The latest reports from Zimbabwe show that life is gradually returning to normal after the prolonged Covid shutdowns but that the elderly are still battling to survive. The commitment of the wonderful ZANE teams on the ground in the country never ceases to amaze us and we are always humbled to see how our wonderful band of donors steadfastly continue to support this life saving work.
We Have assisted John B with food parcels since he came onto our books a few months ago. He is destitute and very frail and unwell. His daughter came to see me about him and I spoke with her at length. She looked exhausted and worried and I’m afraid her worries about her father are taking a heavy toll on her health, as she works part time for a low salary, trying to support herself and him. I will keep in contact with her. John later phoned to thank us for the food parcel and was gracious and charming. However, he said he feels very unwell and is worried about this.
Grace W. who lives at one of the care homes, was crying and very sad when I saw her there recently. We assist her with some of her medical costs and I keep in regular contact with her. She has two sons, one of whom is a great support for her both physically and emotionally, whilst the other is in fact the opposite, unmotivated, unable to keep down a job, living at the home as well and frequently reduces Grace to tears. Her elder son, living in the U.K, has no option, but to pay for his brother’s costs, which is upsetting for Grace.
I also did and interview with Laura D, who still manages to eke out a meagre living doing the books for someone at the care complex where she lives. The owner of the flat in which she is living died a few months ago, so Laura has been worrying that the family may ask her to move out. This would be very difficult for her with her disability (1 leg amputated because of diabetes complications) and she talks a lot about this and her options each time I visit her.
I visited and delivered to Astrid, who is always content and happy with her life. She is close to her granddaughter, who lovingly visits Astrid every week and treats her to lunches and excursions. What a huge difference it makes when elderly people are loved.
On the opposite end of the scale are those who are lonely and isolated. We help Maggie S from time to time with food parcels and although she never complains about anything, I can read in her face that she feels alone and therefore has to “manage” alone with life.
The week started with a referral from SOAP charity. Stuart J, who receives a monthly food parcel from this charity, was referred to us for help after he collapsed at his home. His daughter rushed him to a nearby clinic where they examined him and tested his sugar levels. Stuart’s sugar levels were through the roof and climbing and he was also severely dehydrated. He was given a rehydration drip and an insulin injection and sent on his way. When I called his daughter she was very stressed about her father, not knowing how to deal with this problem. She is currently unemployed and has no money to help her father with further doctor’s visits or medications. ZANE has paid for Stuart to see a doctor, have blood tests to confirm his diagnosis of type 2 diabetes and medications for a urinary infection. Both father and daughter were very grateful for ZANE’s assistance, saying “I do not know what we would have done without your help, my father would have died”.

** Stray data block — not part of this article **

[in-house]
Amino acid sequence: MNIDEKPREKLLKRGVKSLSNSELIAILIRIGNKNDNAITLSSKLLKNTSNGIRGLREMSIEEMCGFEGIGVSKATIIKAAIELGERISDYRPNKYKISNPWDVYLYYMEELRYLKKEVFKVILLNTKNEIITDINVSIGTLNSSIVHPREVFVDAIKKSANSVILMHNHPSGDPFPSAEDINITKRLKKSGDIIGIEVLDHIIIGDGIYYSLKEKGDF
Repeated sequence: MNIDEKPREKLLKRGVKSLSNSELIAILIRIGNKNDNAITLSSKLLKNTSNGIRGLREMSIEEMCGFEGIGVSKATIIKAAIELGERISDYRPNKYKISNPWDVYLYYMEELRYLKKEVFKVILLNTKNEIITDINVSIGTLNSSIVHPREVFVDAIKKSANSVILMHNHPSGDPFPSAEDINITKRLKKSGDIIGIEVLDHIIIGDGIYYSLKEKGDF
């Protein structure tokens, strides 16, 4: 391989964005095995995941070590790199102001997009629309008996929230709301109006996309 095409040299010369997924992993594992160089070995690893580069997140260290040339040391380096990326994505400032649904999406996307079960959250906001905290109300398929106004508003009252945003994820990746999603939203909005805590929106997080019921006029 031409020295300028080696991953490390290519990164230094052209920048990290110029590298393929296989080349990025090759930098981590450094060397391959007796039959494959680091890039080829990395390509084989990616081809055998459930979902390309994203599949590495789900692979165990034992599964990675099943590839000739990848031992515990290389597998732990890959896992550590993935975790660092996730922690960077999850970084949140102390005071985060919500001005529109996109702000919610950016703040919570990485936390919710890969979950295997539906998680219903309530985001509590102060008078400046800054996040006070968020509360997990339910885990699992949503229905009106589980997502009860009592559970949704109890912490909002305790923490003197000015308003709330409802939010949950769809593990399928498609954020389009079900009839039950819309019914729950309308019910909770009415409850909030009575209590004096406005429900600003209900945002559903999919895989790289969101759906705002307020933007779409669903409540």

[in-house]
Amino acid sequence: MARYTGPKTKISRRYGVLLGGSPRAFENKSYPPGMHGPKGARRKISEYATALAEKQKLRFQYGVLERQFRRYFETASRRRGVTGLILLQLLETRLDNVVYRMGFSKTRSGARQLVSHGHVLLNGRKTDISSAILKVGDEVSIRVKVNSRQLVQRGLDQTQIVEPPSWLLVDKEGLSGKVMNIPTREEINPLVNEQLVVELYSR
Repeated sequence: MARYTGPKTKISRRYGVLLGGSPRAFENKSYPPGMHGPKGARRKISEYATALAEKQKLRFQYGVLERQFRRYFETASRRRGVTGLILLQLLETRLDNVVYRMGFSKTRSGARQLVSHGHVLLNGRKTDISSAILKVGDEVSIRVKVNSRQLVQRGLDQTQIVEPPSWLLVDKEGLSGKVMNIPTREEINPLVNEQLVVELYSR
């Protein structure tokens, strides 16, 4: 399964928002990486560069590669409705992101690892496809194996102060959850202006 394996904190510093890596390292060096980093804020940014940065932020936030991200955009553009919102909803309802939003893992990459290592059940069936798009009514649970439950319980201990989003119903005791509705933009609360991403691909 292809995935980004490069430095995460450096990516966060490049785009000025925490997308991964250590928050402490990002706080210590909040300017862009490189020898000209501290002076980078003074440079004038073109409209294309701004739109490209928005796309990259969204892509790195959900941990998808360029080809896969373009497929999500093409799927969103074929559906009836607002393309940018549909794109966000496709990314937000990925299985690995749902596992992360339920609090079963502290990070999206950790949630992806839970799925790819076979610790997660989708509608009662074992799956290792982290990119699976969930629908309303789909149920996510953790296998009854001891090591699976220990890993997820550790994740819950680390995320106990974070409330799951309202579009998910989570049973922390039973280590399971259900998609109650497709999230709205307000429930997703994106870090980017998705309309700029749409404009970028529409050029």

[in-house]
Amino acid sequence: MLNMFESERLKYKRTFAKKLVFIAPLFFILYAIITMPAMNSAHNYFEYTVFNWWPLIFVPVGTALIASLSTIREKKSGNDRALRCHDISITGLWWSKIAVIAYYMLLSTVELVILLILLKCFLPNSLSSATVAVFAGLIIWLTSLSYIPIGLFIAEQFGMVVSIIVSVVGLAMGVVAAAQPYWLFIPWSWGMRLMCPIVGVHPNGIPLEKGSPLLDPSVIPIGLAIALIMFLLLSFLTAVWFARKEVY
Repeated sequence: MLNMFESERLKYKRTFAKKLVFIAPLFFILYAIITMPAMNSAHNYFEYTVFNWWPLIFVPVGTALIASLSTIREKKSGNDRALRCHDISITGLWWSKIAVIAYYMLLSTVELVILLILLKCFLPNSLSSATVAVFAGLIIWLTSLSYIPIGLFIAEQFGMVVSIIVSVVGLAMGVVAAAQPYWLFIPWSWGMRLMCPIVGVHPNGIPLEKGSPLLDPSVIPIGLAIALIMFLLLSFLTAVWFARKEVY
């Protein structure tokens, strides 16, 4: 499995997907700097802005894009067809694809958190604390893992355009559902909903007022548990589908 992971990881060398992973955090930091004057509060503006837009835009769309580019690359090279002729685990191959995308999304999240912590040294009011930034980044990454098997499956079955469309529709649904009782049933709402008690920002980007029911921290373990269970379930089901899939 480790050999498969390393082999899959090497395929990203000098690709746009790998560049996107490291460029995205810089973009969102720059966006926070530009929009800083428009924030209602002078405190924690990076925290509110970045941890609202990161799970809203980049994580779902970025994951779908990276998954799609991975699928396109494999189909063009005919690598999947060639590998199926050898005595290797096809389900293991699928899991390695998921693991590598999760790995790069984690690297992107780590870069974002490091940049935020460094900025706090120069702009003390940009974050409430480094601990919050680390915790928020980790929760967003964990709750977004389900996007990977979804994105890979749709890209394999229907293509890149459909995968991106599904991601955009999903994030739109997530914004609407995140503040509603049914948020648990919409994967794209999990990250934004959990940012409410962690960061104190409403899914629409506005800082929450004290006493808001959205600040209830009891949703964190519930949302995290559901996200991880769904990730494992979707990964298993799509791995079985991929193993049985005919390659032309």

We also visited Bob after his recent blood tests and visit to the doctor. The doctor confirmed his PSA levels had dropped dramatically and, although this is good news, it will not affect his stage 4 prostate cancer, but rather reduce his pain. Bob was looking really well and had gained some weight since our first visit in November last year. We both tried to encourage Bob to put his affairs in order, whilst he is feeling mentally and physically well.
We have finally restarted the creative therapy at one of the large retirement complexes – in the past this was very popular indeed but only eight residents took part this time, which was a bit disappointing. However, those who attended enjoyed themselves.
It’s my thinking that residents are still frightened of catching COVID so many remain in their flats or rooms. I am sure we will have more takers as the weeks go by and the residents regain confidence in going out.
* Names and images may have been changed for privacy reasons
If you are already a ZANE donor, we thank you from the bottom of our hearts. If you are not a donor but would like to be, please follow the link below and know that every donation, however big or small, goes directly to where it is most needed. If you would like to help but can’t donate, please join the ZANE family and ‘like’ or ‘share’ our posts or write us a Google review – every positive step helps spread the word about the life changing work ZANE does.
Thank you – Nicky Passaportis ZANE Australia
Please donate to support pensioners struggling to survive in Zimbabwe
Any assistance is greatly appreciated and goes a long way to giving our pensioners a better quality of life and lift the pressure of money worries which is very debilitating emotionally.
(Donations made to ZANE in Australia, are tax-deductible)